An overview of diagnostic criteria for identification of cryptococcal meningitis with special emphasis on AIDS
Fungi are common in human immunodeficiency virus (HIV)-positive patients but HIV predisposes patients to several viral and bacterial infections that can result in meningitis. Understanding the burden of cryptococcal disease is particularly important for public health officials to adequately plan and prioritize needed resources for disease prevention and control. Cryptococcal meningitis, a fungal infection caused by Cryptococcus spp. is the second most common cause of opportunistic fungal infection in patients with acquired immunodeficiency syndrome (AIDS). It is important to define the burden of cryptococcal meningitis, as it relates to other important diseases, and to understand the need for public health attention to this infection. Frequently, HIV infection weakens the body's ability to fight disease. Infections which are rarely seen in those with normal immune systems are life-threatening to those with HIV. It is time to expand this global focus on HIV to include one of its most serious consequences, cryptococcosis. Few, if any, complications of advanced HIV disease have a greater influence on morbidity and mortality. We are likely to see little real progress in the outcome for these patients until there is a global commitment to invest in more drug availability, better access to easily used diagnostics and therapeutic devices, and more innovative clinical researches.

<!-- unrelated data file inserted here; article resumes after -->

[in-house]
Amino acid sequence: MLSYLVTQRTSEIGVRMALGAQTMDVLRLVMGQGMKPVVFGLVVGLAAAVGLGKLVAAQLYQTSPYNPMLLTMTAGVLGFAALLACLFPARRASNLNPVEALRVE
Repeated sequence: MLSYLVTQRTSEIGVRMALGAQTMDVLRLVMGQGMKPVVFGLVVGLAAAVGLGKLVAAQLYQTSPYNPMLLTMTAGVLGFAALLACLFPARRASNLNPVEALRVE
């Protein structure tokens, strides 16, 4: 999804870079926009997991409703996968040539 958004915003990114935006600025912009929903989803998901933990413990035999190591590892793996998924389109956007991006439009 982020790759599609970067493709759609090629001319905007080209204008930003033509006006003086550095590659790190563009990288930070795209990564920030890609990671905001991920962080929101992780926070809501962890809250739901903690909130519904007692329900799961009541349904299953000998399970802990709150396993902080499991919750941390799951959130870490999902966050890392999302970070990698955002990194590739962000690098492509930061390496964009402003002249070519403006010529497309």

Key words: Cryptococcal meningitis, immune system, human immunodeficiency virus (HIV), serotrypes.